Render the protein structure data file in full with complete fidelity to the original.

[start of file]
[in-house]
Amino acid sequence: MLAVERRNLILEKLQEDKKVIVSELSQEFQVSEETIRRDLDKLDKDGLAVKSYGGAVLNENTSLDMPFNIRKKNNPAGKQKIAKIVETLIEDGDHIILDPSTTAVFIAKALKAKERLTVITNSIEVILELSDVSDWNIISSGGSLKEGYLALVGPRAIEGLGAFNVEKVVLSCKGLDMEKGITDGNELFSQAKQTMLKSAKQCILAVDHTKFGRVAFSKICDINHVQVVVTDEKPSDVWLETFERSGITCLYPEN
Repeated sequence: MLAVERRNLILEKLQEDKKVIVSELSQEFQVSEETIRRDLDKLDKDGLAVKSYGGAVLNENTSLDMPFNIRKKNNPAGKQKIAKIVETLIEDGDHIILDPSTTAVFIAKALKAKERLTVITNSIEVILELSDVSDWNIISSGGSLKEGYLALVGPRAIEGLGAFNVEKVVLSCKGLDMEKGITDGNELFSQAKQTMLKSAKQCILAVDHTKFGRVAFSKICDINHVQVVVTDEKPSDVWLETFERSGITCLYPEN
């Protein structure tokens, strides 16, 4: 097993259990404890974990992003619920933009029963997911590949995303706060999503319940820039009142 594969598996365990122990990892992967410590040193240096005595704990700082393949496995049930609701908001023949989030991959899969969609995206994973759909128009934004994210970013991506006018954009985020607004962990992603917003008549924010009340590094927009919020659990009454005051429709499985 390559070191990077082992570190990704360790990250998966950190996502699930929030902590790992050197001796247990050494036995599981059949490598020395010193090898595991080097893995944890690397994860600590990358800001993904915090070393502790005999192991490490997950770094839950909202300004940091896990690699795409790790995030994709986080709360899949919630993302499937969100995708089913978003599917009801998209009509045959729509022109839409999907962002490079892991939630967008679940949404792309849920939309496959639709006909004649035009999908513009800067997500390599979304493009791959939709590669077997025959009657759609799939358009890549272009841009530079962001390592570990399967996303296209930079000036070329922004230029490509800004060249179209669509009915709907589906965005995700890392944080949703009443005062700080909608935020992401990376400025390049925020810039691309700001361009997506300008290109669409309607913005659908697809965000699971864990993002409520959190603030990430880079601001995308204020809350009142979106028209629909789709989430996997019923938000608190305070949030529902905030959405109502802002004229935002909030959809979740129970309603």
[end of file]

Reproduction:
[in-house]
Amino acid sequence: MLAVERRNLILEKLQEDKKVIVSELSQEFQVSEETIRRDLDKLDKDGLAVKSYGGAVLNENTSLDMPFNIRKKNNPAGKQKIAKIVETLIEDGDHIILDPSTTAVFIAKALKAKERLTVITNSIEVILELSDVSDWNIISSGGSLKEGYLALVGPRAIEGLGAFNVEKVVLSCKGLDMEKGITDGNELFSQAKQTMLKSAKQCILAVDHTKFGRVAFSKICDINHVQVVVTDEKPSDVWLETFERSGITCLYPEN
Repeated sequence: MLAVERRNLILEKLQEDKKVIVSELSQEFQVSEETIRRDLDKLDKDGLAVKSYGGAVLNENTSLDMPFNIRKKNNPAGKQKIAKIVETLIEDGDHIILDPSTTAVFIAKALKAKERLTVITNSIEVILELSDVSDWNIISSGGSLKEGYLALVGPRAIEGLGAFNVEKVVLSCKGLDMEKGITDGNELFSQAKQTMLKSAKQCILAVDHTKFGRVAFSKICDINHVQVVVTDEKPSDVWLETFERSGITCLYPEN
């Protein structure tokens, strides 16, 4: 097993259990404890974990992003619920933009029963997911590949995303706060999503319940820039009142 594969598996365990122990990892992967410590040193240096005595704990700082393949496995049930609701908001023949989030991959899969969609995206994973759909128009934004994210970013991506006018954009985020607004962990992603917003008549924010009340590094927009919020659990009454005051429709499985 390559070191990077082992570190990704360790990250998966950190996502699930929030902590790992050197001796247990050494036995599981059949490598020395010193090898595991080097893995944890690397994860600590990358800001993904915090070393502790005999192991490490997950770094839950909202300004940091896990690699795409790790995030994709986080709360899949919630993302499937969100995708089913978003599917009801998209009509045959729509022109839409999907962002490079892991939630967008679940949404792309849920939309496959639709006909004649035009999908513009800067997500390599979304493009791959939709590669077997025959009657759609799939358009890549272009841009530079962001390592570990399967996303296209930079000036070329922004230029490509800004060249179209669509009915709907589906965005995700890392944080949703009443005062700080909608935020992401990376400025390049925020810039691309700001361009997506300008290109669409309607913005659908697809965000699971864990993002409520959190603030990430880079601001995308204020809350009142979106028209629909789709989430996997019923938000608190305070949030529902905030959405109502802002004229935002909030959809979740129970309603």